Applications for dental degrees spike amidst pandemic uncertainty

More than 20,000 extra applicants have signed up for dentistry and medicine courses this year, it has been revealedMore than 20,000 extra applicants have signed up for dentistry and medicine courses this year, it has been revealed.

Latest figures from the Universities and Colleges Admissions Service (UCAS) show that applications for more vocational degrees have soared.

For example, more than 60,000 students have applied to study nursing at university – marking a jump of almost one third (32%).

Spikes and drops

This follows a come back after years of decline after support for tuition fees and living costs were scrapped by the government.

Additionally, sign ups for medicine and dentistry increased from 103,910 to 124,160.

A spike is also seen in the number of students applying for courses in teaching and architecture.

However, there has been a drop in numbers applying for courses within the arts and humanities. For example, there was a 4% decrease in history and philosophy when compared to last year’s numbers.

This year also marked a record year for university applications, with overall sign ups rising by 8% before the deadline where all applications will be considered equally.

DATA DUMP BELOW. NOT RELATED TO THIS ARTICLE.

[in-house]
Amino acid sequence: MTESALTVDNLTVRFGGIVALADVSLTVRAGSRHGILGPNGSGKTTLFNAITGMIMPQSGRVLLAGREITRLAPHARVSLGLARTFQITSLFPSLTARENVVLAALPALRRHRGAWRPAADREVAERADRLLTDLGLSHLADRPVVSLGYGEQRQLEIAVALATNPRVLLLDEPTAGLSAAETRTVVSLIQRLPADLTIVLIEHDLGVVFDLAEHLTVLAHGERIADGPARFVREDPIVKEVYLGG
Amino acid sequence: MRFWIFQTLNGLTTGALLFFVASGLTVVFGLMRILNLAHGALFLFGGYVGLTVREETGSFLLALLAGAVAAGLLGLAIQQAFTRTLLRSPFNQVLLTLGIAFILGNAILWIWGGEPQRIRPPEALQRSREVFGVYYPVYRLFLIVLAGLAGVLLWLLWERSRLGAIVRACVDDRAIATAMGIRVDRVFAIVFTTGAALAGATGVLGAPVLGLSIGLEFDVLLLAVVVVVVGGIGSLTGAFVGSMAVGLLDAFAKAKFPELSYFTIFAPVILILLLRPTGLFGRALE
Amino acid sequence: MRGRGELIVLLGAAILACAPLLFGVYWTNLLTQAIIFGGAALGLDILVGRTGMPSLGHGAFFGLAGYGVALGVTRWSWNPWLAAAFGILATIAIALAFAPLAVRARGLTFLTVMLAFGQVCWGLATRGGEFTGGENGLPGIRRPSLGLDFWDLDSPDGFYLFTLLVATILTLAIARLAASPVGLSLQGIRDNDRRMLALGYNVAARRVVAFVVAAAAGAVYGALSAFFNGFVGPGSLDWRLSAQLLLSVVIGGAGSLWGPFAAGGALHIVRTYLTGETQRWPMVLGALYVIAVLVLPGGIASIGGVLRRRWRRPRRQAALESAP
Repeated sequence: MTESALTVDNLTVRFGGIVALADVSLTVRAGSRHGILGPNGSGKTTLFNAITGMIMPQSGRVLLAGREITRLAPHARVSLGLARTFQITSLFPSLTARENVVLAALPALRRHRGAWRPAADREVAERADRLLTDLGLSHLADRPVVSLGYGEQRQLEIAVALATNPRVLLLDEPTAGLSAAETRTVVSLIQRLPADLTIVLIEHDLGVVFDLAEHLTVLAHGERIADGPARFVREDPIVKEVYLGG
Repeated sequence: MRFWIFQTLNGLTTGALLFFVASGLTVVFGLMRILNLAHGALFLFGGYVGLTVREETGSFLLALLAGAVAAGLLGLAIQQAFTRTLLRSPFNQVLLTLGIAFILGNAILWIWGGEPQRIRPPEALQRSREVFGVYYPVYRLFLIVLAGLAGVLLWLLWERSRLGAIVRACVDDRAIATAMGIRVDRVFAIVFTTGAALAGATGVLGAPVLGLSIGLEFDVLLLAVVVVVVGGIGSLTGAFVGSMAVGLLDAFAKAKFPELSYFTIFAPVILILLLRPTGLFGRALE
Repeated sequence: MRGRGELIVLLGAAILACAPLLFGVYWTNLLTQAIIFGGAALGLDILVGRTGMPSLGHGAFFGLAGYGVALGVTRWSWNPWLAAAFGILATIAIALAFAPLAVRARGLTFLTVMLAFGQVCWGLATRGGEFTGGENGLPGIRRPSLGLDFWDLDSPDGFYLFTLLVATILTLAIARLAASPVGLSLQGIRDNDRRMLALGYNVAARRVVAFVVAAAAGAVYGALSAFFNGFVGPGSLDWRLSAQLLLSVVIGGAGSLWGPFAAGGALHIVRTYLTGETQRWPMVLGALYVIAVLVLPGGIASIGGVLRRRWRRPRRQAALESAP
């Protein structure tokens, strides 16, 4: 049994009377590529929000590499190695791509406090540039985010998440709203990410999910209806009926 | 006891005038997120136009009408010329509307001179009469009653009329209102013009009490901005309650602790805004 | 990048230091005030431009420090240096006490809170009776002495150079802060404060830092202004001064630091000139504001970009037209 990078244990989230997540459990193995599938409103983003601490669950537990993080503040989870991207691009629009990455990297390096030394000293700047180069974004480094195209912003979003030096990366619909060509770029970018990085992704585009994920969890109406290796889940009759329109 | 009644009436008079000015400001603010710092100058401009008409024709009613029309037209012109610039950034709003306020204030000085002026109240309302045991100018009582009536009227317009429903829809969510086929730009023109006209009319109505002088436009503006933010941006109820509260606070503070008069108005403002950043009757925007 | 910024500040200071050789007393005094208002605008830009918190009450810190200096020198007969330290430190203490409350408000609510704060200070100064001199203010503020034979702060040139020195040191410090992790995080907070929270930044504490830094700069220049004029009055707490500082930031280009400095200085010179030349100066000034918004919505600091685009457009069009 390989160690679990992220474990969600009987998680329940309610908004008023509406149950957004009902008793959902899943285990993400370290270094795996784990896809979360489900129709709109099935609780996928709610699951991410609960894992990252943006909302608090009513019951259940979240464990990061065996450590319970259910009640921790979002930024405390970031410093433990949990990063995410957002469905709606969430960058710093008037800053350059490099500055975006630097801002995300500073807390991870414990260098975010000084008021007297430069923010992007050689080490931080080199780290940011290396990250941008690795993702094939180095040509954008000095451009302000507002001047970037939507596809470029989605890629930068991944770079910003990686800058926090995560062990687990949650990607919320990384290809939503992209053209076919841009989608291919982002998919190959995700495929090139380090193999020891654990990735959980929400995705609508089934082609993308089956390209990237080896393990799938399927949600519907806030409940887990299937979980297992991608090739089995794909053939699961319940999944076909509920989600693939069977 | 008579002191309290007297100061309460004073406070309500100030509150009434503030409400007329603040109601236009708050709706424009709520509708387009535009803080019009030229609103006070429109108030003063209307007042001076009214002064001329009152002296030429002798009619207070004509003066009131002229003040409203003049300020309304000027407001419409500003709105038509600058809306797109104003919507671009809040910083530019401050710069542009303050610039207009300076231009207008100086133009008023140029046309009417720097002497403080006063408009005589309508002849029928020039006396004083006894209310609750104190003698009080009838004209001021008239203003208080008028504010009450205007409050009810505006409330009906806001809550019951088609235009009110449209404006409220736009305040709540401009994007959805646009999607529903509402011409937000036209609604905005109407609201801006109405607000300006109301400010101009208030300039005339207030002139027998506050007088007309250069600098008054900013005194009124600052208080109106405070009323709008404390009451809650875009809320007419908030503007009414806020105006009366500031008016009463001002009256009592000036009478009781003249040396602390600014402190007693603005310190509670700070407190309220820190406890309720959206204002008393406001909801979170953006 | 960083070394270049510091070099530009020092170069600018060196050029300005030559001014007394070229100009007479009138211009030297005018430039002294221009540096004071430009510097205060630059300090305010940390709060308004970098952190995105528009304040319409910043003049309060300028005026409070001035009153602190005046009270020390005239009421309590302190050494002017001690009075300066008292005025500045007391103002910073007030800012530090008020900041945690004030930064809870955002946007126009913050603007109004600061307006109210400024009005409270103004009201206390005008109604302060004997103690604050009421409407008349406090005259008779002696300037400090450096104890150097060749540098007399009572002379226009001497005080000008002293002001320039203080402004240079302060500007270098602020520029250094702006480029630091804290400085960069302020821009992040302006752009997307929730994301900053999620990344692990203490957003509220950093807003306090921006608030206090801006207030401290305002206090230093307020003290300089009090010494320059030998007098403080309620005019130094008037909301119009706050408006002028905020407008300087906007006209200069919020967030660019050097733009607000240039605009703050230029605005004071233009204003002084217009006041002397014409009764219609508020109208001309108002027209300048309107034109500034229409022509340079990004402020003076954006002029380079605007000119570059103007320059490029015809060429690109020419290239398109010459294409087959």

Deferred graduations

This comes as some final year dental students in Scotland are told they will need to repeat a year due to COVID-19 disruptions.

As a result, bursaries have been made available to help struggling undergraduates.

Up to £6,750 will be offered to students across a number of the country’s dental schools.

David McColl is chair of the British Dental Association’s Scottish dental practice committee. He said: ‘This is the leadership we’ve needed from the Scottish government.

‘No one wanted graduations to be deferred. But now the next generation of dentists have real certainty, support and protection from what would have been eye-watering levels of debt.

‘It’s inevitable that COVID will widen oral health inequalities that have long blighted Scotland.’

However, students at Aberdeen were told by the university that they would not be compensated.

This has sparked calls from the British Dental Association (BDA) for urgent clarification.

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